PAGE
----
From: Kevin B. Hendricks <kevin.hendricks_at_sympatico.ca>

Date: Fri 28 Jul 2006 - 23:56:57 GMT

R-devel@r-project.org mailing list

https://stat.ethz.ch/mailman/listinfo/r-devel Received on Sat Jul 29 10:01:40 2006

Date: Fri 28 Jul 2006 - 23:56:57 GMT

> Splus8.0 has something like what you are talking about

*> that provides a fast way to compute
**> sapply(split(xVector, integerGroupCode), summaryFunction)
**> for some common summary functions. The 'integerGroupCode'
**> is typically the codes from a factor, but you could compute
**> it in other ways. It needs to be a "small" integer in
**> the range 1:ngroups (like the 'bin' argument to tabulate).
**> Like tabulate(), which is called from table(), these are
**> meant to be called from other functions that can set up
**> appropriate group codes. E.g., groupSums or rowSums or
**> fancier things could be based on this.
**>
**> They do not insist you sort the input in any way. That
**> would really only be useful for group medians and we haven't
**> written that one yet.
*

The sort is also useful for recoding each group into subgroups based on some other numeric vector. This is the problem I run into trying to build portfolios that can be used as benchmarks for long term stock returns.

Another issue I have is that to recode a long character string that I use as a sort key for accessing a subgroup of the data in the data.frame to a set of small integers is not fast. I can make a fast implementation if the data is sorted by the key, but without the sort, just converting my sort keys to the required small integer codes would be expensive for very long vectors since my small integer codes would have to reflect the order of the data (ie. be increasing subportfolio numbers).

More specifically, I am now converting all of my SAS code to R code and the problem is I have lots of snippets of SAS that do the following ...

*>
*

> The typical prototype is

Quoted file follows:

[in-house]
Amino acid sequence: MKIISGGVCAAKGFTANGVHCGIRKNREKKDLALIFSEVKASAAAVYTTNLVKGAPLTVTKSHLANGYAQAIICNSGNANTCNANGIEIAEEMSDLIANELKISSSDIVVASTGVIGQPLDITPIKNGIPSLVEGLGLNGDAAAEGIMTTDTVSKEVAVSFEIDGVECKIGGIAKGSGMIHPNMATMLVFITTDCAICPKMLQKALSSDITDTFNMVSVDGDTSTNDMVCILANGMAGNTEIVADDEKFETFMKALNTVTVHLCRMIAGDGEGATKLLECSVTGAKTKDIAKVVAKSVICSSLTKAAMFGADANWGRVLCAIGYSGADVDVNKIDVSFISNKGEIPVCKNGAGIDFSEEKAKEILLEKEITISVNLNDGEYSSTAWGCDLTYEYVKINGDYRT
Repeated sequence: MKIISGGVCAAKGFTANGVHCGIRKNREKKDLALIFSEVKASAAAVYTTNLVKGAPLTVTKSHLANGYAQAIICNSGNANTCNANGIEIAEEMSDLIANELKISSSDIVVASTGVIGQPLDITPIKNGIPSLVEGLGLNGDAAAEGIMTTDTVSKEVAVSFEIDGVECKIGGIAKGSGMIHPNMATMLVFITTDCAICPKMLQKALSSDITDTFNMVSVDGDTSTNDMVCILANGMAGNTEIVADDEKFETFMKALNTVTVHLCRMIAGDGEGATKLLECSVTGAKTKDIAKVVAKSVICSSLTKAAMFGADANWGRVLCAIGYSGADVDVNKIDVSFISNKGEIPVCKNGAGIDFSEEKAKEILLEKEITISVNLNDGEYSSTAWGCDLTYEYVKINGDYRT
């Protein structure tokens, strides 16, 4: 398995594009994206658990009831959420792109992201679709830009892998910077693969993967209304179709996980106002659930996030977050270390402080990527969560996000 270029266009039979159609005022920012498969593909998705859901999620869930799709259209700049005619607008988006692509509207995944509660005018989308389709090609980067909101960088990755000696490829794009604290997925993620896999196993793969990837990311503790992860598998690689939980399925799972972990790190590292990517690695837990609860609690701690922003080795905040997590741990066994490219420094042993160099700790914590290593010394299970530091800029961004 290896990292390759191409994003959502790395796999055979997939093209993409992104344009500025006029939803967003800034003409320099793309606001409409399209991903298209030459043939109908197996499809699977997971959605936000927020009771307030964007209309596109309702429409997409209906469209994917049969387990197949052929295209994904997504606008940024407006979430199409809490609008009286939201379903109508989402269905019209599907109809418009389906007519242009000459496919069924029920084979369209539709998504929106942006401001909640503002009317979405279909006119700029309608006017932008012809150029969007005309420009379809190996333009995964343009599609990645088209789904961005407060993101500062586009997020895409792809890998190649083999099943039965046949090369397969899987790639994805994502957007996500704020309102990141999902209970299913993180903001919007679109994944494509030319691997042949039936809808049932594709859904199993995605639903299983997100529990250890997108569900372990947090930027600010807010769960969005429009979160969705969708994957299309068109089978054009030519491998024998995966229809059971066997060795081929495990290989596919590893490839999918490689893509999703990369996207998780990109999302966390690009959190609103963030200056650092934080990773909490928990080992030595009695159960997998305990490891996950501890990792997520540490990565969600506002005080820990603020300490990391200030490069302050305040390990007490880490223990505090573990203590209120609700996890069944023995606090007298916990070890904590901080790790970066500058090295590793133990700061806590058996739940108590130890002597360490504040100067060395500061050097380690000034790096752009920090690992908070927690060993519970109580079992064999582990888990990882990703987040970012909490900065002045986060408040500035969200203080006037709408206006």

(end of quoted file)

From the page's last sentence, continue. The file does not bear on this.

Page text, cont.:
*>
**>> igroupSums
**> function(x, group = NULL, na.rm = F, weights = NULL, ngroups = if
**> (is.null(
**> group)) 1 else max(as.integer(group), na.rm = T))
**>
**> and the currently supported summary functions are
**> mean : igroupMeans
**> sum : igroupSums
**> prod : igroupProds
**> min : igroupMins
**> max : igroupMaxs
**> range : igroupRanges
**> any : igroupAnys
**> all : igroupAlls
*

SAS is similar in that is also has a specific list of functions you can request including all of the basic stats from a PROC univariate including higher moment stuff (skewness, kurtosis, robust statistics, and even statistical test results for each coded subgroup, and the nice thing is all combinations can be done with one call.

But to do that SAS does require the presorting, but it does run really fast for even super long vectors with lots of sort keys.

Similarly the next snippet of code, will take the file and resort it by the portfolio key and then the market to book ratio (MTB) for all trading firms for all monthly periods since 1980. It will then split each size portfolio for each month ending date into 5 equal portfolios based on market to book ratios (thus the need for the sort). SAS returns a coded integer vector PMTB (made up of 1s to 5 with 1s's for the smallest MTB and 5 for the largest MTB) repeated for each subgroup of MDSIZ. PMTB matches the original vector in length and therefore fits right into the data frame.

/* SPLIT INTO Market to Book QUINTILES BY MDSIZ */
**PROC SORT;
**

** BY MDSIZ MTB;
**

**PROC RANK GROUPS=5 OUT=TMPS0;
**

** VAR MTB;
**

** RANKS PMTB;
**

** BY MDSIZ;
**
The problem of assigning elements of a long data vector to portfolios
and sub portfolios based on the values of specific data columns which
must be calculated at each step and are not fixed or hardcoded is one
that finance can run into (and therefore I run into it).

So by sorting I could handle the need for "small integer" recoding and the small integers would have meaning (i.e. higher values will represent larger MTB firms, etc).

That just leaves the problem of calculating stats on short sequences of of a longer integer.

> They are fast:

*>
**>> x<-runif(2e6)
**>> i<-rep(1:1e6, 2)
**>> sys.time(sx <- igroupSums(x,i))
**> [1] 0.66 0.67
**>> length(sx)
**> [1] 1000000
**>
**> On that machine R takes 44 seconds to go the lapply/split
**> route:
**>
**>> unix.time(unlist(lapply(split(x,i), sum)))
**> [1] 43.24 0.78 44.11 0.00 0.00
*

Yes! That is exactly what I need.

Are there plans for adding something like that to R?

Thanks,

Kevin

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https://stat.ethz.ch/mailman/listinfo/r-devel Received on Sat Jul 29 10:01:40 2006

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